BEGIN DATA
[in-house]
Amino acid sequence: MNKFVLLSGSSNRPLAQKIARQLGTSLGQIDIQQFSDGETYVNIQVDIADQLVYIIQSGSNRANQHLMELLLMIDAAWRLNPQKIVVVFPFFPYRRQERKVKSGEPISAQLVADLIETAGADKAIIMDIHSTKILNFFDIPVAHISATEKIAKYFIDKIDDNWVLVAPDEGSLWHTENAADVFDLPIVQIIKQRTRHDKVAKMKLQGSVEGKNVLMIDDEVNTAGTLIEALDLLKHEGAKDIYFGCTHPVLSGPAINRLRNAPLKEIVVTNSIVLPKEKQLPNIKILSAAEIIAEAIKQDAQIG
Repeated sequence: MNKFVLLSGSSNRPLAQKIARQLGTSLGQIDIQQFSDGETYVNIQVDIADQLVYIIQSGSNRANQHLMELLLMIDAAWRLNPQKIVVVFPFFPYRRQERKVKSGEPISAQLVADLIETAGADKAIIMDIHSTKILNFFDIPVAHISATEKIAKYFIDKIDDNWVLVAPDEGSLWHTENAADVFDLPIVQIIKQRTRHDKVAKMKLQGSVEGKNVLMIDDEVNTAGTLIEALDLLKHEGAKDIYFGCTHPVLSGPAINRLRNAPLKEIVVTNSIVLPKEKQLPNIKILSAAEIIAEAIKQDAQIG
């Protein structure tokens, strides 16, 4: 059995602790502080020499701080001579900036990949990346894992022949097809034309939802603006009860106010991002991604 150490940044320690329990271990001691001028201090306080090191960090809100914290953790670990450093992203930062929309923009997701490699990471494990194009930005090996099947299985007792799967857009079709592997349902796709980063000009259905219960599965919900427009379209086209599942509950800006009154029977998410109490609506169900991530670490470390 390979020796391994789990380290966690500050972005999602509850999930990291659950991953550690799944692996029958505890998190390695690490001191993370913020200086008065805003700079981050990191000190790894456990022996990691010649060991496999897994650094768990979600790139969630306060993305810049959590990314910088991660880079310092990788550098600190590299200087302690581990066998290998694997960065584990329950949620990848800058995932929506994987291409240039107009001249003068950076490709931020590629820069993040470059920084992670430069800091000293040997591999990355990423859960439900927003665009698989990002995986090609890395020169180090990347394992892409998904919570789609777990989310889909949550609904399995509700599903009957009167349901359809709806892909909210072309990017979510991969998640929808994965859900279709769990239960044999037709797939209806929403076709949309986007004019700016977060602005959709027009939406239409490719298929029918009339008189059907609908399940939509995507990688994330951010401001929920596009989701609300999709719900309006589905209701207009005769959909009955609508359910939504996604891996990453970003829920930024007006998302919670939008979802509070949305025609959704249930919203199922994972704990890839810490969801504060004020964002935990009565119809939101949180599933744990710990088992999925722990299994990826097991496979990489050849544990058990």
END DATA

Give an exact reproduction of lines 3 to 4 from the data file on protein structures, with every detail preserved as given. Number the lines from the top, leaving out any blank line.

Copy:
Repeated sequence: MNKFVLLSGSSNRPLAQKIARQLGTSLGQIDIQQFSDGETYVNIQVDIADQLVYIIQSGSNRANQHLMELLLMIDAAWRLNPQKIVVVFPFFPYRRQERKVKSGEPISAQLVADLIETAGADKAIIMDIHSTKILNFFDIPVAHISATEKIAKYFIDKIDDNWVLVAPDEGSLWHTENAADVFDLPIVQIIKQRTRHDKVAKMKLQGSVEGKNVLMIDDEVNTAGTLIEALDLLKHEGAKDIYFGCTHPVLSGPAINRLRNAPLKEIVVTNSIVLPKEKQLPNIKILSAAEIIAEAIKQDAQIG
């Protein structure tokens, strides 16, 4: 059995602790502080020499701080001579900036990949990346894992022949097809034309939802603006009860106010991002991604 150490940044320690329990271990001691001028201090306080090191960090809100914290953790670990450093992203930062929309923009997701490699990471494990194009930005090996099947299985007792799967857009079709592997349902796709980063000009259905219960599965919900427009379209086209599942509950800006009154029977998410109490609506169900991530670490470390 390979020796391994789990380290966690500050972005999602509850999930990291659950991953550690799944692996029958505890998190390695690490001191993370913020200086008065805003700079981050990191000190790894456990022996990691010649060991496999897994650094768990979600790139969630306060993305810049959590990314910088991660880079310092990788550098600190590299200087302690581990066998290998694997960065584990329950949620990848800058995932929506994987291409240039107009001249003068950076490709931020590629820069993040470059920084992670430069800091000293040997591999990355990423859960439900927003665009698989990002995986090609890395020169180090990347394992892409998904919570789609777990989310889909949550609904399995509700599903009957009167349901359809709806892909909210072309990017979510991969998640929808994965859900279709769990239960044999037709797939209806929403076709949309986007004019700016977060602005959709027009939406239409490719298929029918009339008189059907609908399940939509995507990688994330951010401001929920596009989701609300999709719900309006589905209701207009005769959909009955609508359910939504996604891996990453970003829920930024007006998302919670939008979802509070949305025609959704249930919203199922994972704990890839810490969801504060004020964002935990009565119809939101949180599933744990710990088992999925722990299994990826097991496979990489050849544990058990």